Purple Martin Mania

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Published on: Mar. 2, 2006

Last revision: Nov. 23, 2010

Purple Martin

Like many purple martin enthusiasts, I was introduced to these beautiful swallows by my grandfather, who anxiously watched in spring for the return of “his” birds.

As some grandfathers do, mine harbored a few myths about purple martins. One that he kept repeating was that martins always return on Good Friday, give or take a few days.

The arrival of purple martins (Progne subis) from wintering grounds in South America is fairly consistent throughout their range. Scouts usually show up in southern Missouri in early March. When they arrive, however, also depends on the weather. Favorable conditions for the return of the martins and the variable date for Good Friday may simply have coincided enough times to convince Grandpa. That’s usually how myths are born.

I’ve heard many myths about purple martins. Probably the most widely believed myth is that purple martins are voracious consumers of mosquitoes. Scientific studies don’t support this belief. No ornithological research has ever found that mosquitoes comprise more than 3 percent of a martin’s diet.

That makes sense. Like all swallows, purple martins eat airborne insects entirely on the wing, but martins tend to feed high in the sky while mosquitoes remain close to the ground. Martins also feed during daylight, while mosquitoes are most active at night.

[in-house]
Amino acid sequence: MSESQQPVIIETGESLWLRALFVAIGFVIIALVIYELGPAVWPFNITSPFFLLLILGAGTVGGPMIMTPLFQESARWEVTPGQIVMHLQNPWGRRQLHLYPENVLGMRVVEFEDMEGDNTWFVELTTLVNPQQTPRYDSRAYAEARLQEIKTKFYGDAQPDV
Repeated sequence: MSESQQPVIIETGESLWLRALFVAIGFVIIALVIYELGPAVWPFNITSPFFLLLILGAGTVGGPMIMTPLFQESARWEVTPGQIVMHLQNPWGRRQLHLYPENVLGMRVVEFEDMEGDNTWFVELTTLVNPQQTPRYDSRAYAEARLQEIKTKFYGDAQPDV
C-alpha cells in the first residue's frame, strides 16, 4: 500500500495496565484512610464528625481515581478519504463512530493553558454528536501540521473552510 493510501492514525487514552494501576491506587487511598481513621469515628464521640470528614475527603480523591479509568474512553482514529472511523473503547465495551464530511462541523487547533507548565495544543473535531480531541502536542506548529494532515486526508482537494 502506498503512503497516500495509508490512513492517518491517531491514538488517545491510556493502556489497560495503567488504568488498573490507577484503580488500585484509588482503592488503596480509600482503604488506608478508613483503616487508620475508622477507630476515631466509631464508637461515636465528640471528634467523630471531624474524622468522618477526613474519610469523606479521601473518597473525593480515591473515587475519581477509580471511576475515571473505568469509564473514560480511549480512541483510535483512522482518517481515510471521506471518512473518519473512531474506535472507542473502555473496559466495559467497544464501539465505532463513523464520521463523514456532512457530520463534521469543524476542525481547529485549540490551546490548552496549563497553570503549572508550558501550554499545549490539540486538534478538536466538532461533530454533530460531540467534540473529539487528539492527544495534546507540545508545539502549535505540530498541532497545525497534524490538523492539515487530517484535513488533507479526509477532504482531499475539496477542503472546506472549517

Purple martins, which are the largest of our swallows, measuring 7 1/2 inches with a wingspan of 13 inches, do eat a variety of other flying pests such as Japanese beetles and spotted cucumber beetles. They also consume several water-borne insect species, including mayflies, damselflies and large dragonflies. This may explain why martins are less numerous in forested mountain regions, including parts of the Ozarks.

Apartment Dwellers

Purple martins are the only wild bird species largely dependent on human-provided housing. It’s safe to say that if “landlords” took down all martin the houses and gourd racks, the species would suffer.

American Indians manipulated purple martins in the East to abandon tree holes for hollowed-out gourds. Early colonists adopted the custom and added houses to the mix.

Colonies of purple martins exist in most communities and rural yards in Missouri, but they tend to be more numerous in the southern half of the state.

The greater population in southern Missouri is probably due to more martin housing on boat docks and marinas around Missouri’s reservoirs. Martins love a house near water, although they will readily colonize open sites in yards. Southern Missouri also offers many hospitable landlords along rural

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